– Practice your body rotation.
– Use fins for the first little while.
– Check out

Rob asks:

I have a complicated shoe question for you all that no shoe company, friend or my chiropractor can answer. I am throwing it to you all.

Every shoe I wear (Altra lone peaks and Kings, Saucony Peregrines and Xodus, Montrails, Brooks) all blow out on either the medial or lateral sides of my shoes at the bony prominence behind the large knuckle of the big toe or around the base of the little toe. I have sized up (10.5-11) and have run the same at 10.5. I thought 11 would work because in one of my everyday shoes, I wear a size 44 or size 10.5 or 11 depending on the manufacturer. I have been doing a lot of squats this season, and have noticed some weaknesses in my abductors and adductors, it’s have been especially bad, but this does not account for the last several seasons of blowouts. I know how to fix the leg issues, I don’t think this is the source of the shoe blowouts.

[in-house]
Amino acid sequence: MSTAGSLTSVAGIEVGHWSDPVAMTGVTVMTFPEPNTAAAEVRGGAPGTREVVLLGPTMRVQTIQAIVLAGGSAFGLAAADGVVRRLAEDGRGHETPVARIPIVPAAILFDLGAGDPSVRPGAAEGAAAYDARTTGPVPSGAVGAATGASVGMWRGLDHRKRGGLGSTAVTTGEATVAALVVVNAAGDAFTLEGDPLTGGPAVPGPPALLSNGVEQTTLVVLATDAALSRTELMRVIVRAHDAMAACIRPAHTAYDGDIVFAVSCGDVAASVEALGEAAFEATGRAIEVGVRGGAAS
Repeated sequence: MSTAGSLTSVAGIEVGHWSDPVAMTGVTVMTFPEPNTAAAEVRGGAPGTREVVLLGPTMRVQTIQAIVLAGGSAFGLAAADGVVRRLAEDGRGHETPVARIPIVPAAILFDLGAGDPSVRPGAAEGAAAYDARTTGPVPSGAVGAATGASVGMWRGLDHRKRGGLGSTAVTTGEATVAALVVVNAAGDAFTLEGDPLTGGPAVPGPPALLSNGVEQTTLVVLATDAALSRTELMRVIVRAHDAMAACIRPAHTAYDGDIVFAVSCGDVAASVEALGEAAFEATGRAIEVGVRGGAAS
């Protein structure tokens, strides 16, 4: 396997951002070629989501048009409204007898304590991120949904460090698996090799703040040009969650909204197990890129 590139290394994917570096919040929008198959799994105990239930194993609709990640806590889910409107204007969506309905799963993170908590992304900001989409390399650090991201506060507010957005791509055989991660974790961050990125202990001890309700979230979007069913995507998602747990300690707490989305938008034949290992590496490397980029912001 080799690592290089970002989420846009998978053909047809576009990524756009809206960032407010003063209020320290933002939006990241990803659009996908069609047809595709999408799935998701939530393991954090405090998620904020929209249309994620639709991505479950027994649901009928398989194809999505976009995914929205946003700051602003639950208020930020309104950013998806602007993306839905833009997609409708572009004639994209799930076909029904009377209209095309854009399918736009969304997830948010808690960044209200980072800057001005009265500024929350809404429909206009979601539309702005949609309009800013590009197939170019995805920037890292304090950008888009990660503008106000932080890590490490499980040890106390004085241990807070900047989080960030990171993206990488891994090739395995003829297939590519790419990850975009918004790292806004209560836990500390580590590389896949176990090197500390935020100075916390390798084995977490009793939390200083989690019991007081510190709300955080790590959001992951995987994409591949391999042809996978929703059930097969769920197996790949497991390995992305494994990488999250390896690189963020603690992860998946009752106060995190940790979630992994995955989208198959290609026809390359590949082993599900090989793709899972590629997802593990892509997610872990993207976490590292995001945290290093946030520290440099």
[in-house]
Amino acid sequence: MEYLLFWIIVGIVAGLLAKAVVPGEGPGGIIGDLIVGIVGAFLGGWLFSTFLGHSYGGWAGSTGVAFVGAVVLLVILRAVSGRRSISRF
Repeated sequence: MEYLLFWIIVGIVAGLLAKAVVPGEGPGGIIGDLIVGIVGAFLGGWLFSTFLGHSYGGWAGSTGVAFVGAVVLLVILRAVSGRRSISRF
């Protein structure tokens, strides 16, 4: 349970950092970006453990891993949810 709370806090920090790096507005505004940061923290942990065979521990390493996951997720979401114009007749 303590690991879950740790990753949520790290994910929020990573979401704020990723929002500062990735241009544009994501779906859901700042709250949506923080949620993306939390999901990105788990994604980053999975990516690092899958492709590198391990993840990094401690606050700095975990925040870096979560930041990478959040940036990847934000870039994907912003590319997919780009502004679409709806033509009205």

Do you guys have any ideas? One idea that was floated was that the terrain here in the East is especially brutal and rotational forces on the ball of the foot cause the fabric to blow out. I am a forefoot striker, with what is considered a chi running style. Anyway, I tend to float on the balls of my feet for my footfalls and takeoffs.

The coaches say:
– Forefoot runners can also put on the “brakes” when their foot plants which can cause it to slide on the inside of the shoe.
– Sounds like a foot shape issue not a footfall or body weakness.

Scott asks:

I am a 36-year-old runner (37 on 17th July) of 4-5 years who is on a journey to break 2:45 for the marathon. I ran 3:29 in my first marathon in Spring 2016, 3:10 in Spring 2017 and 3:01 this year so I am relatively inexperienced in marathoning but I’ve learned a lot from the first 3 marathons and most of all I am making progress so I am confident that I can at least give this target a good go. I am 5ft 8 tall and weighed over 200lbs when I started running and have dropped down to around 155lbs through exercise and healthier eating.